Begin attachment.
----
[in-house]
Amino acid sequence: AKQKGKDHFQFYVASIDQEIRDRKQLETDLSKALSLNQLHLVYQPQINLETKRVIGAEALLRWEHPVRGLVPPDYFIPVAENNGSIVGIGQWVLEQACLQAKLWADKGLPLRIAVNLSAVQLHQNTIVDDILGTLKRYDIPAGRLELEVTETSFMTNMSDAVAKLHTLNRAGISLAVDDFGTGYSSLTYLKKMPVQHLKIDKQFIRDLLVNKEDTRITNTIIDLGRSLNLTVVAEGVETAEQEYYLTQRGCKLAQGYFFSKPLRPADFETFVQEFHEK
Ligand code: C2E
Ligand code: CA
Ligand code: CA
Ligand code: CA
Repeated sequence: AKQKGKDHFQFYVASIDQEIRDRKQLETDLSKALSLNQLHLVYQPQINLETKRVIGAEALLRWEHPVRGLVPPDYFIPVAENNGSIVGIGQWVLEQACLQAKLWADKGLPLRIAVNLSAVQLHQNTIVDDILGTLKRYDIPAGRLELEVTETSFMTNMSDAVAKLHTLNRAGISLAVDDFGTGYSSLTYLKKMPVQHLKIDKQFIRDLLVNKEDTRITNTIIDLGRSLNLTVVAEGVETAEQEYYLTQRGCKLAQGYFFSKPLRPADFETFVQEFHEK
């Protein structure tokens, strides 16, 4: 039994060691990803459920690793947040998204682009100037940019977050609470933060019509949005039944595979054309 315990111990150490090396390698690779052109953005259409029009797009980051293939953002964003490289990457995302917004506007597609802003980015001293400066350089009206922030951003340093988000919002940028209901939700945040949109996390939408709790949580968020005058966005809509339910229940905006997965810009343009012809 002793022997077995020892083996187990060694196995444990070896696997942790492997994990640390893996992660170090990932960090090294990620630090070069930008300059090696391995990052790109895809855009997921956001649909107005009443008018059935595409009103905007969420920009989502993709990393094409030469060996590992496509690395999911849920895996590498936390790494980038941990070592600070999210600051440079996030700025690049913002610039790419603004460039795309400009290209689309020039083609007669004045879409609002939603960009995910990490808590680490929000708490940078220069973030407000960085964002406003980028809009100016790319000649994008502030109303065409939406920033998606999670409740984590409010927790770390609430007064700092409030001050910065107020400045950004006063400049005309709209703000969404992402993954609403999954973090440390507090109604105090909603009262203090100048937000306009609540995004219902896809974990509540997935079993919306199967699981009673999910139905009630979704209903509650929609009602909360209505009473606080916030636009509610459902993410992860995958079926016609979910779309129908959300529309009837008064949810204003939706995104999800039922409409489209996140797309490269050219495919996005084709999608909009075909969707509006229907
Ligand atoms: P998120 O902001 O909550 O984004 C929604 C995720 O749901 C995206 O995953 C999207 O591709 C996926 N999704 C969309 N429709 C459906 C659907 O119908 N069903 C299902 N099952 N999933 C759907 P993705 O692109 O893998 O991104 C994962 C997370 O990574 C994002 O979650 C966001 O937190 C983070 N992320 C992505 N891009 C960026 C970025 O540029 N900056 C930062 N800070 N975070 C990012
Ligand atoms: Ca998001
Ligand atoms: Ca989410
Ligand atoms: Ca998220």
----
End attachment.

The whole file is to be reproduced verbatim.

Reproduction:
[in-house]
Amino acid sequence: AKQKGKDHFQFYVASIDQEIRDRKQLETDLSKALSLNQLHLVYQPQINLETKRVIGAEALLRWEHPVRGLVPPDYFIPVAENNGSIVGIGQWVLEQACLQAKLWADKGLPLRIAVNLSAVQLHQNTIVDDILGTLKRYDIPAGRLELEVTETSFMTNMSDAVAKLHTLNRAGISLAVDDFGTGYSSLTYLKKMPVQHLKIDKQFIRDLLVNKEDTRITNTIIDLGRSLNLTVVAEGVETAEQEYYLTQRGCKLAQGYFFSKPLRPADFETFVQEFHEK
Ligand code: C2E
Ligand code: CA
Ligand code: CA
Ligand code: CA
Repeated sequence: AKQKGKDHFQFYVASIDQEIRDRKQLETDLSKALSLNQLHLVYQPQINLETKRVIGAEALLRWEHPVRGLVPPDYFIPVAENNGSIVGIGQWVLEQACLQAKLWADKGLPLRIAVNLSAVQLHQNTIVDDILGTLKRYDIPAGRLELEVTETSFMTNMSDAVAKLHTLNRAGISLAVDDFGTGYSSLTYLKKMPVQHLKIDKQFIRDLLVNKEDTRITNTIIDLGRSLNLTVVAEGVETAEQEYYLTQRGCKLAQGYFFSKPLRPADFETFVQEFHEK
């Protein structure tokens, strides 16, 4: 039994060691990803459920690793947040998204682009100037940019977050609470933060019509949005039944595979054309 315990111990150490090396390698690779052109953005259409029009797009980051293939953002964003490289990457995302917004506007597609802003980015001293400066350089009206922030951003340093988000919002940028209901939700945040949109996390939408709790949580968020005058966005809509339910229940905006997965810009343009012809 002793022997077995020892083996187990060694196995444990070896696997942790492997994990640390893996992660170090990932960090090294990620630090070069930008300059090696391995990052790109895809855009997921956001649909107005009443008018059935595409009103905007969420920009989502993709990393094409030469060996590992496509690395999911849920895996590498936390790494980038941990070592600070999210600051440079996030700025690049913002610039790419603004460039795309400009290209689309020039083609007669004045879409609002939603960009995910990490808590680490929000708490940078220069973030407000960085964002406003980028809009100016790319000649994008502030109303065409939406920033998606999670409740984590409010927790770390609430007064700092409030001050910065107020400045950004006063400049005309709209703000969404992402993954609403999954973090440390507090109604105090909603009262203090100048937000306009609540995004219902896809974990509540997935079993919306199967699981009673999910139905009630979704209903509650929609009602909360209505009473606080916030636009509610459902993410992860995958079926016609979910779309129908959300529309009837008064949810204003939706995104999800039922409409489209996140797309490269050219495919996005084709999608909009075909969707509006229907
Ligand atoms: P998120 O902001 O909550 O984004 C929604 C995720 O749901 C995206 O995953 C999207 O591709 C996926 N999704 C969309 N429709 C459906 C659907 O119908 N069903 C299902 N099952 N999933 C759907 P993705 O692109 O893998 O991104 C994962 C997370 O990574 C994002 O979650 C966001 O937190 C983070 N992320 C992505 N891009 C960026 C970025 O540029 N900056 C930062 N800070 N975070 C990012
Ligand atoms: Ca998001
Ligand atoms: Ca989410
Ligand atoms: Ca998220």